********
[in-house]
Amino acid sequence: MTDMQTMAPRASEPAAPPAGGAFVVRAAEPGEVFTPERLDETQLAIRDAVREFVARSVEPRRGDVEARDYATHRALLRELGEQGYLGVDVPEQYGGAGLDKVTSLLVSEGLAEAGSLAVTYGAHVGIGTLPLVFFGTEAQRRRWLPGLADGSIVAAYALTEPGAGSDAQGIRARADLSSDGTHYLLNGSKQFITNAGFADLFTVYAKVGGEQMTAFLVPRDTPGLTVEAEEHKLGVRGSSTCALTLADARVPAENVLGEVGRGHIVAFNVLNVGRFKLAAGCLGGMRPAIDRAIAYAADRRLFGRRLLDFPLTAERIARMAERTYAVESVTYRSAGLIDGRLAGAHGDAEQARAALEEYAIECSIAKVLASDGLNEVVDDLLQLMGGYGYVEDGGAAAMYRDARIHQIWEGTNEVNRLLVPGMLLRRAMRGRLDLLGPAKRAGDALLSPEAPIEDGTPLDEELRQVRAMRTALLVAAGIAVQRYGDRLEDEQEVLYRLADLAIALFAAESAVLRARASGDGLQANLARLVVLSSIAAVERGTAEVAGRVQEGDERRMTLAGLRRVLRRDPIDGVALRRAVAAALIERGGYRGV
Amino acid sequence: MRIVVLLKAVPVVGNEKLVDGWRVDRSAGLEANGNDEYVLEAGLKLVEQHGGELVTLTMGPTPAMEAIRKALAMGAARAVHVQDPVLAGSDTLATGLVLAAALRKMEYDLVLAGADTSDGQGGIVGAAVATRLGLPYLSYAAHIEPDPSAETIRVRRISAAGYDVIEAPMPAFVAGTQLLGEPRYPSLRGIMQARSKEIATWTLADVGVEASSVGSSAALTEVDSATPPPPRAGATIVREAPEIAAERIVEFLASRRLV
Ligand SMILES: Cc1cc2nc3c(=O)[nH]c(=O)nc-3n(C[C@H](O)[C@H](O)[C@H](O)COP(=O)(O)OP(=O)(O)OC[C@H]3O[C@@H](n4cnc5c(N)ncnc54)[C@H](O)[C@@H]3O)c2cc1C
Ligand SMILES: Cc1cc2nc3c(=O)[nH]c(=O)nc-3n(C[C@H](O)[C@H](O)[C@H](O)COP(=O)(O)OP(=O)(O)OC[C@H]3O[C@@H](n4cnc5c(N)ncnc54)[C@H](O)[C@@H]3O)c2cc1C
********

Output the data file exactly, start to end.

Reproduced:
[in-house]
Amino acid sequence: MTDMQTMAPRASEPAAPPAGGAFVVRAAEPGEVFTPERLDETQLAIRDAVREFVARSVEPRRGDVEARDYATHRALLRELGEQGYLGVDVPEQYGGAGLDKVTSLLVSEGLAEAGSLAVTYGAHVGIGTLPLVFFGTEAQRRRWLPGLADGSIVAAYALTEPGAGSDAQGIRARADLSSDGTHYLLNGSKQFITNAGFADLFTVYAKVGGEQMTAFLVPRDTPGLTVEAEEHKLGVRGSSTCALTLADARVPAENVLGEVGRGHIVAFNVLNVGRFKLAAGCLGGMRPAIDRAIAYAADRRLFGRRLLDFPLTAERIARMAERTYAVESVTYRSAGLIDGRLAGAHGDAEQARAALEEYAIECSIAKVLASDGLNEVVDDLLQLMGGYGYVEDGGAAAMYRDARIHQIWEGTNEVNRLLVPGMLLRRAMRGRLDLLGPAKRAGDALLSPEAPIEDGTPLDEELRQVRAMRTALLVAAGIAVQRYGDRLEDEQEVLYRLADLAIALFAAESAVLRARASGDGLQANLARLVVLSSIAAVERGTAEVAGRVQEGDERRMTLAGLRRVLRRDPIDGVALRRAVAAALIERGGYRGV
Amino acid sequence: MRIVVLLKAVPVVGNEKLVDGWRVDRSAGLEANGNDEYVLEAGLKLVEQHGGELVTLTMGPTPAMEAIRKALAMGAARAVHVQDPVLAGSDTLATGLVLAAALRKMEYDLVLAGADTSDGQGGIVGAAVATRLGLPYLSYAAHIEPDPSAETIRVRRISAAGYDVIEAPMPAFVAGTQLLGEPRYPSLRGIMQARSKEIATWTLADVGVEASSVGSSAALTEVDSATPPPPRAGATIVREAPEIAAERIVEFLASRRLV
Ligand SMILES: Cc1cc2nc3c(=O)[nH]c(=O)nc-3n(C[C@H](O)[C@H](O)[C@H](O)COP(=O)(O)OP(=O)(O)OC[C@H]3O[C@@H](n4cnc5c(N)ncnc54)[C@H](O)[C@@H]3O)c2cc1C
Ligand SMILES: Cc1cc2nc3c(=O)[nH]c(=O)nc-3n(C[C@H](O)[C@H](O)[C@H](O)COP(=O)(O)OP(=O)(O)OC[C@H]3O[C@@H](n4cnc5c(N)ncnc54)[C@H](O)[C@@H]3O)c2cc1C